DJI drones

A few weeks ago, my cousin Jeff gave me a demonstration of his DJI Mavic drone. It is pretty incredible how fast prosumer drones have come in such a short period of time.

We decided to take a landscape panorama using a feature that was unlocked by a firmware upgrade. Jeff flew the drone high above the trees, then the drone sat there, motionless, and took about thirty high resolution pictures. The program stitched them together automatically to form a ultra HD image.

This is obviously a pretty cool feature, and it’s one of many. The tracking feature also comes in handy. Essentially you can tell the drone to identify an object, such as a person, then have the drone follow that object. It will shoot 4k high definition video, keeping that object in the centre of the shot. Alternatively, if you are a passenger in a car or boat, you can also control the drone yourself. Here is an example:

First attempt at some #tiltshift video in beautiful #muskoka. Shot with the #djimavic #dji #dronestagram

A post shared by jeffsdrone (@jeffsdrone) on

It is noteworthy to add that after he captured the footage, he imported it into Premiere Pro and added a miniaturization effect. The raw footage also looked really good.

I was reading an article in CNet that the new models of the Mavic Pro and Phantom 4 Pro are going to be 60% quieter (the blades) and last up to 30 minutes in the air. With the price being about US$1099, these drones are a reasonably priced way to add character to any creative project.

by Rick Sturch

Summer Meal Idea

At this time of the year in southern Ontario, lots of tasty fruits and vegetables begin to ripen. This is a suggestion for a healthy meal that is really easy to make, tastes great, and doesn’t require a lot of preparation.

The base of this meal is Corn on the Cob, Fish, and Quinoa. You can stick with the basics or spice it up as much as you like!

Shopping List:
– Fish Fillet – Rainbow Trout, Salmon, or Arctic Char (preferably skinless if you are cooking inside)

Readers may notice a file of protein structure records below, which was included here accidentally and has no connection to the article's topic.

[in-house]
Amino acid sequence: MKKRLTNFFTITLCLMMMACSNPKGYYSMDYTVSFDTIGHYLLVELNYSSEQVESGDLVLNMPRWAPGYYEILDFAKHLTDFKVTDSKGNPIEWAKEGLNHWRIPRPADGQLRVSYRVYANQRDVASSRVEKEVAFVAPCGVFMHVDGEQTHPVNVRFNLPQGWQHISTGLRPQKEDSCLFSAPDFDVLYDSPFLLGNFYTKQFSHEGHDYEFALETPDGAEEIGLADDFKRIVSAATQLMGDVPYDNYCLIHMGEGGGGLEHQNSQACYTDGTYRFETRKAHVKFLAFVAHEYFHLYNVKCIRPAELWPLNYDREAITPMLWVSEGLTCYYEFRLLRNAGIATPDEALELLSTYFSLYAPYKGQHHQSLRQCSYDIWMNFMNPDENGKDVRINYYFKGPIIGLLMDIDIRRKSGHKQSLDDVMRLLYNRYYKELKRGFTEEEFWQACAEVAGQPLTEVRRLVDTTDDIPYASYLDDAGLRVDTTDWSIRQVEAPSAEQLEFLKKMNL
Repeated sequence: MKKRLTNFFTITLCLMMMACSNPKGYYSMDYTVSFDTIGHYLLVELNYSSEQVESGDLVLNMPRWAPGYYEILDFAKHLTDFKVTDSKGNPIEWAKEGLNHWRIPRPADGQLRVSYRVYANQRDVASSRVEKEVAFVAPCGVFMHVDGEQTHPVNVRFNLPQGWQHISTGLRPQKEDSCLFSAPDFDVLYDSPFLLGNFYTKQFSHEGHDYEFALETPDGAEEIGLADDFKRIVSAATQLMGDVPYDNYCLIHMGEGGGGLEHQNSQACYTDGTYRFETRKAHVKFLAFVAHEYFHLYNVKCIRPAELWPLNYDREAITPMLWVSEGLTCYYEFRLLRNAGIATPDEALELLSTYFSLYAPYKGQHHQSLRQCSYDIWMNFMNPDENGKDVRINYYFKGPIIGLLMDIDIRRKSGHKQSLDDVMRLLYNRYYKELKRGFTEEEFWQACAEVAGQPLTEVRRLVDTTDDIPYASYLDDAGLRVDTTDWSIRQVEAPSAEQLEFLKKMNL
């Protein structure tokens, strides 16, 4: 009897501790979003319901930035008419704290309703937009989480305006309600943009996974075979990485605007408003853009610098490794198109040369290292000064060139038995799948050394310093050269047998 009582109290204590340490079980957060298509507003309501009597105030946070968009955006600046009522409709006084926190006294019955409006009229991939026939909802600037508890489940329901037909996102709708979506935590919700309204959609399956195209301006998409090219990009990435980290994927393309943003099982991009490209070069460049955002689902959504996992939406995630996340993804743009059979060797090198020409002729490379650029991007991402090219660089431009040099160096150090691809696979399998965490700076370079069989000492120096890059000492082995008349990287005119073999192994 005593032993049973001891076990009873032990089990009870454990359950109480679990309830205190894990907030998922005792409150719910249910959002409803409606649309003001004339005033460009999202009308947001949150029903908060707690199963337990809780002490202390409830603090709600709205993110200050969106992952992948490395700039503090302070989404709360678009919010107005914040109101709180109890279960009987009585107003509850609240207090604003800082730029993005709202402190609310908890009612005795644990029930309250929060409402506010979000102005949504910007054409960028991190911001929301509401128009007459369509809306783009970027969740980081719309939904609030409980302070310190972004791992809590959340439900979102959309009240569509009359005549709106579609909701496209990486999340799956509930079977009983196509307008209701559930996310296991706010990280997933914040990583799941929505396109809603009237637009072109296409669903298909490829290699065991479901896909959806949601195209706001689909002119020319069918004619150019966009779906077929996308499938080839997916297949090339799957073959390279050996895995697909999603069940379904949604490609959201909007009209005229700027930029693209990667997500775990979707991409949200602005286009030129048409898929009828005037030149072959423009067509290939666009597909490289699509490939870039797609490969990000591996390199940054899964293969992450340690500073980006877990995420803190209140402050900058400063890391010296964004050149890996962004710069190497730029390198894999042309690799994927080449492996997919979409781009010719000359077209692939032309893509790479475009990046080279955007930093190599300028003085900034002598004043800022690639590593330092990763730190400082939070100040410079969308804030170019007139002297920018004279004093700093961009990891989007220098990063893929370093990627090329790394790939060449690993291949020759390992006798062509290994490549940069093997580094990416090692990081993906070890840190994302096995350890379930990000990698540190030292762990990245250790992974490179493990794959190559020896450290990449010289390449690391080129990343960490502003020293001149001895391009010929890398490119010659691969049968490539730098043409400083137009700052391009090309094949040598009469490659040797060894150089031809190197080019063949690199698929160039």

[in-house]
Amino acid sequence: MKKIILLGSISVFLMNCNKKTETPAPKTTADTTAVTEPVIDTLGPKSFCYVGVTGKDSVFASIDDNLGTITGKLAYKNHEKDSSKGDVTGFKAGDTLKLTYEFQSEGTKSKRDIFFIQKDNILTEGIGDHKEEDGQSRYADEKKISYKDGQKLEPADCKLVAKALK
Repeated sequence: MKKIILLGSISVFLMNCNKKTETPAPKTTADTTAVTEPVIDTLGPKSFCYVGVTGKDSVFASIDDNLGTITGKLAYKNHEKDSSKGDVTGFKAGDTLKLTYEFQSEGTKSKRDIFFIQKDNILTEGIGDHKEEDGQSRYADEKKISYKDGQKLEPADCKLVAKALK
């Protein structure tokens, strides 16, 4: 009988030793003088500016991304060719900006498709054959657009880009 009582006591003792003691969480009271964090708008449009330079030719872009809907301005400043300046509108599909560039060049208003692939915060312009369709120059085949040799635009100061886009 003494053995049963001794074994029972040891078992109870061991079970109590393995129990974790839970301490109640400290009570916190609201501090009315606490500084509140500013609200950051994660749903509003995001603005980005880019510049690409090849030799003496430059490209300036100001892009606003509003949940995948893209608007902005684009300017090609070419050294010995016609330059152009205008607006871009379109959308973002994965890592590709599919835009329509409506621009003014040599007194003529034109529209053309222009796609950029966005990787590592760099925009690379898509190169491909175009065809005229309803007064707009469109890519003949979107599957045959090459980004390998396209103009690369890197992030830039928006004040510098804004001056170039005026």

– Fresh Corn on the Cob
– Quinoa or Rice (Uncle Ben’s Instant rice is the easiest)
– Olive oil
– Butter or Margarine
– Fresh Peaches
– Tin Foil
– Lemon
– A pepper (red or orange)

1) You can cook the fish in the oven or on the BBQ. Preheat either to 425F. Since cooking fish can sometimes create a lingering odour, you may want to consider cooking it outside. It will help if you remove the skin before cooking.

2) Start boiling water for the corn.

3) Spread a little oil on a large piece of tin foil. Put your fish on the sheet, then cover the fish with the olive oil as well. You can spread it around with a fork and use as much as you like. Add salt and pepper, and any other sauce that would go well. I recommend real Maple Syrup in addition to the olive oil, and a little juice squeezed from a lemon helps add flavour. You can even throw some lemon slices on top.

3) Fold the tin foil over so the fish is completely covered, and wrap it together so the steam will mostly stay inside while cooking. Put it in the oven or on the BBQ for 15-20 minutes for fish about an inch thick. You don’t need to flip the fish! This is possibly the best part of this method. It’s done once the fish starts to flake off when you cut through it with a fork.


4) Start the rice or quinoa. If you are cooking quinoa, I recommend adding slices of pepper to add flavour (after the quinoa has been cooked).

5) Cut up some peaches for dessert.

There you have it! I hope this inspires a healthy meal in your household.

by Rick Sturch

Crazy storm

Earlier this year, strong winds blew down a corridor of trees near my parent’s home. Their neighbours said they saw a small twister approach rapidly, followed by intense winds and pouring rain. By the time the storm was gone, a nearby power line had been taken out by a fallen tree and the power was out.

A couple of the trees barely missed hitting my parent’s home, and many branches did. Fortunately, there was only minor damage.

The power had been taken out at several locations in the area, and hydro crews were sent in from all over southern Ontario to fix the problems. My father and I spoke to a crew from Lindsay, who had been working long hours over the long weekend to get the power back on.

The hydro pole that was causing the problems near my parent’s place had snapped as a result of the weight from the massive fallen tree. Some of the power lines had also snapped and were resting on the ground as a result of the top of the pole crashing down.

We saw the crew digging out a wide base for the new pole, after they had removed the broken one. The new pole was going to be flown in due to the inaccessibility of the location. My father and I walked back to see what they were working on, but we actually arrived right in time for the main event. The rumble of the spinning helicopter blades slowly became audible and the crew got themselves into position.

The accuracy of the pilot was impressive. He brought the pole in a very enclosed area and dropped it into the base effortlessly. There were three lines already attached to the pole which the hydro crew untied. They attached to nearby trees in a tripod pattern so that it could be freestanding once tied down.

Only a little more than a minute after the helicopter arrived, it disconnected the tow line from the pole and flew off. The hydro crew started filling in the base with the ground they had originally dug out.

I managed to capture a short video of this process. Check it out!

by Rick Sturch